Much was made of the US imposing sanctions on Nicolas Maduro and 13 of his government colleagues. Some saw it as another example of US attempts at imperialist regime change, others as a necessary curb on the increasingly dictatorial and authoritarian rule of Chavez’s successor. As polemic as the issue is, the real statement will come with what the US does next. With threats of imposing sanctions including trade embargos restricting the flow of oil between the two states, don’t be fooled into thinking this is about democracy. This is about oil and America’s relationship with it.
America’s Obsession with Oil
Conservative opinion for years has bemoaned the USA’s dependency on foreign oil. President George W Bush summed it up in his 2006 State of the Union Address:
“America is addicted to oil, which is often imported from unstable parts of the world”.
It has been at the mercy of OPEC and has led to diplomacy with oil as an ever present bargaining chip on the opposition’s side of the table. According to this criticism, whilst this continues to occur the US will be weaker both economically and in terms of security.
President Trump has been no different. One of his first acts as President was the White House’s “America First Energy Plan” specifically aiming to eliminate the US dependence on the OPEC Cartel:
“Imagine a world in which our foes and the oil cartels can no longer use energy as a weapon. Wouldn’t that be nice?”
For Trump and his Republican backers, the US is to be oil independent, and for as long as it is not, it is a national security risk.
Recent years have been a story of an American fightback in oil production. A combination of increased offshore drilling in the Gulf of Mexico and a ramp up in Shale projects onshore have meant a 57% rise in production between 2011 and 2016, with exports increasing tenfold in the same period. All this has meant that net imports have fallen from 65.8% as a percentage of consumption in July 2008 to 25% in 2016. Analysts at Raymond James has gone as far as predicting this figure to drop to 11% by 2020.
Whilst progress has been made, the US is still far short of independence for now, with the continued trajectory dependent on a rebound in the oil price and a sustained rise in domestic production. Despite the decline in imports, the US still imports over 2.8 billion barrels of crude oil from overseas. Indeed, despite Venezuela’s much-highlighted troubles, almost 1/10th (271 million) of this still come from the South American state. As much as the rhetoric says otherwise, the much-despised OPEC “cartel” still plays a crucial role in America’s energy security.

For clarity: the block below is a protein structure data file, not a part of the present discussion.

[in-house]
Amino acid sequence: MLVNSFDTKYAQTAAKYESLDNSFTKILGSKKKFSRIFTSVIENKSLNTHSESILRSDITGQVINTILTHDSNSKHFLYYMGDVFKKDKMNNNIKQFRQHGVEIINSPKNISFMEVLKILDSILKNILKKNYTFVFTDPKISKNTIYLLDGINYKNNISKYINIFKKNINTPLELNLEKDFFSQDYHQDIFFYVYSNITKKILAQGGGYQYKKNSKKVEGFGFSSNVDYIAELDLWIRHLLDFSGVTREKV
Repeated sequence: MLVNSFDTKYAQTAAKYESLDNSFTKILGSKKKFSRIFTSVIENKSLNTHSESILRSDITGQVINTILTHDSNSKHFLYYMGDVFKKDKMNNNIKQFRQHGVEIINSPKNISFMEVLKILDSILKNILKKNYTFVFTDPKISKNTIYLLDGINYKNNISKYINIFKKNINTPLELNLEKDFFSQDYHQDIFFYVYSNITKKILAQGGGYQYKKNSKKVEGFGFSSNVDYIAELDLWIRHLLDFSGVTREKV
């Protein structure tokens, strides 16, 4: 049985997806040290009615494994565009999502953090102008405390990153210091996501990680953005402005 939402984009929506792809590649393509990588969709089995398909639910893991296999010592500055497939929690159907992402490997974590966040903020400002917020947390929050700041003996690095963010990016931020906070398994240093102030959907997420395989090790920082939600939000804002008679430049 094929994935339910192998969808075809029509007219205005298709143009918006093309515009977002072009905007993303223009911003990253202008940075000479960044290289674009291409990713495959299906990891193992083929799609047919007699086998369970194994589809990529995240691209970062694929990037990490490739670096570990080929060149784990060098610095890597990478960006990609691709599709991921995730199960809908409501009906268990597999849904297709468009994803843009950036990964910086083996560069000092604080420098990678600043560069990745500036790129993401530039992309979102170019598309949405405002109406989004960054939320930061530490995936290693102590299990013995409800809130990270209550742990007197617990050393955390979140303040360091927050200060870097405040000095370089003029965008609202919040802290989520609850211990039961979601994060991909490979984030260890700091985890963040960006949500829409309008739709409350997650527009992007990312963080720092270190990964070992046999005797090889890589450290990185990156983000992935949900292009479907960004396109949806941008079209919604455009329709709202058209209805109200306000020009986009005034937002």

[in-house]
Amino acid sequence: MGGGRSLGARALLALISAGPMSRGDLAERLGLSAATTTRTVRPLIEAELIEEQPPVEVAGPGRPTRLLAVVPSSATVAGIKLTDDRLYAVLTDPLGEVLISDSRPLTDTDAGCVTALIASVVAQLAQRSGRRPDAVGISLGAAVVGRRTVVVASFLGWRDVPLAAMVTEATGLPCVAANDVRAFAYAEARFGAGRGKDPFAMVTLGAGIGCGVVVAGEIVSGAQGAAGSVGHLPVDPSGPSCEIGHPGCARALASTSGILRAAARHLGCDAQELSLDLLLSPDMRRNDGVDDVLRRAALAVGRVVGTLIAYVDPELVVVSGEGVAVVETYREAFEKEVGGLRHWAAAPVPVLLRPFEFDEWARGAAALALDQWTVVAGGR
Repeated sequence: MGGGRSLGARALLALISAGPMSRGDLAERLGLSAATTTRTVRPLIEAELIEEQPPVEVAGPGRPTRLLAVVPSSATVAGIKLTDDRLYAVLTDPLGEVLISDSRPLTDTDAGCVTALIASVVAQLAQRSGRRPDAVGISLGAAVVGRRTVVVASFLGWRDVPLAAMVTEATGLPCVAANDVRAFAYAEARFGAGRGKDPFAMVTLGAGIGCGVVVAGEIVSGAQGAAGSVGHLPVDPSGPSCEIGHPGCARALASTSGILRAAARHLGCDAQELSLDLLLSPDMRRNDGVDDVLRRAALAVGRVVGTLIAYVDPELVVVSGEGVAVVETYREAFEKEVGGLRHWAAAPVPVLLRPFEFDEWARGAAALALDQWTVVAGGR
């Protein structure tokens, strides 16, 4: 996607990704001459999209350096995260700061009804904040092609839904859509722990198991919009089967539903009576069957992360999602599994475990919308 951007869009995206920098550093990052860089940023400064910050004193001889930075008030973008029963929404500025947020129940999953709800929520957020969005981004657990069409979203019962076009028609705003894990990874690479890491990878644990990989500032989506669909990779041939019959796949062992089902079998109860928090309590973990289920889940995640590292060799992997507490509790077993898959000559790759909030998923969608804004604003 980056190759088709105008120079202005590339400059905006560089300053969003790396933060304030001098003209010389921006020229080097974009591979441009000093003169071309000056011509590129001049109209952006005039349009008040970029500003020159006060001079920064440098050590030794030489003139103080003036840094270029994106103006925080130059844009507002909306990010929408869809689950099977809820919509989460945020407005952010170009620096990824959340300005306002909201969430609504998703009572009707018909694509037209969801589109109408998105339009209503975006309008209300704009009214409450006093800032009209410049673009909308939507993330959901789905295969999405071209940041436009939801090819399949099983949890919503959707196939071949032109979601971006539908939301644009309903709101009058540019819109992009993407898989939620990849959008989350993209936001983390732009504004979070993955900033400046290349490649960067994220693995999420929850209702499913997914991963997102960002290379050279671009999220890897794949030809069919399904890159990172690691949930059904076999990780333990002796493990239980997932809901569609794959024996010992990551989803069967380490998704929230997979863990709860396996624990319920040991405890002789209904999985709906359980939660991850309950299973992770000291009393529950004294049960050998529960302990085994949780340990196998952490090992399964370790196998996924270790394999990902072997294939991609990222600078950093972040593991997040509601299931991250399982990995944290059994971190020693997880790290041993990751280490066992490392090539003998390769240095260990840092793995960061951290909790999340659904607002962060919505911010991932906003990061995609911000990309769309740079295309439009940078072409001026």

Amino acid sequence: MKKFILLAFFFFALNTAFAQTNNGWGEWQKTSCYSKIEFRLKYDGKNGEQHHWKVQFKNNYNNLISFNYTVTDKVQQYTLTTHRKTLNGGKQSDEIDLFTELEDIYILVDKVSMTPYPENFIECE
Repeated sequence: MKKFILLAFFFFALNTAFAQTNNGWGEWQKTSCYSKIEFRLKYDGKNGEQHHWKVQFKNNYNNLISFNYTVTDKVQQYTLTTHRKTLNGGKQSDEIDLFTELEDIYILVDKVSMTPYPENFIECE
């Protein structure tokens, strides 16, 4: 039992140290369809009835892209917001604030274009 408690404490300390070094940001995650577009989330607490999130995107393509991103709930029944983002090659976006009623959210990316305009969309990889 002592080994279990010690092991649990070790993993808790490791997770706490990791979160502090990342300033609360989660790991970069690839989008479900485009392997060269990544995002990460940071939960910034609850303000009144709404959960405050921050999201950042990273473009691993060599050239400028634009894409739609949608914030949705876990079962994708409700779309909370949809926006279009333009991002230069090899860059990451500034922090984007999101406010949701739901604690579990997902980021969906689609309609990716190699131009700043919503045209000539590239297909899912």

Making a Statement
In installing an oil embargo, Trump must weigh a brash political statement against the practicalities of America’s energy requirements. The reason such an announcement is so tempting for the President is that it portrays him in a position of strength both to the rest of the world and to his critics at home.
To those powers abroad, it displays the clear message; America will not tolerate authoritarian rule and will intervene if necessary (or the agenda suits). To those within America, it sends a commanding statement; America does not need Venezuela and it will no longer be held to ransom by OPEC countries such as it. What makes the message all the more powerful is the historic status Venezuela have had as the symbolic subject of such scorn, the socialist state the antipathy of the US’s free trade economics.
Not So Bold A Statement
The headline numbers paint a picture that such a move would be a bold and reckless gambit, but don’t be surprised if it happens.
First of all whilst Venezuela still represents a large amount of US Crude Oil imports, the majority of this oil is what is termed as “sour (heavy) oil”, simply put oil that must be further refined for practical use, often in the US itself. The US exported 6.8 million barrels of distillate to Venezuela in 2016 to enable this process to happen within the country. Currently, the majority of Gulf of Mexico refineries are geared towards dealing with sour oil but there are signs that the approach is shifting.
Trump’s abandonment of the Paris Climate Accord took the headlines, but what perhaps went under the radar was what he did next. Overturning Obama’s decision to reject the Keystone XL pipeline, he set about the next phase of development in transporting sweet (light) crude oil into the north of the country from Canada approving, in addition, the Dakota Access pipeline.
Whilst America’s imports have declined in general, from Canada they actually rose by over 46% from 2011 to 2016. America is still to be dependent on foreign oil but for the Trump administration, and indeed Obama’s before, Canada provides a more acceptable seller.
An embargo placed on Venezuela would provide an undeniable propaganda coup for a Trump administration war-weary over the defeat of Obamacare reversals. With climate change considerations seemingly off the table and an increasing focus on Canada, the risks associated with such action do to an extent diminish. Nevertheless, oil independence is, for now, an aspiration and not a reality.
If Trump decides against oil sanctions, one should not see it as an acceptance of an authoritarian state, but instead as an acceptance of economic pragmatism over political opportunity.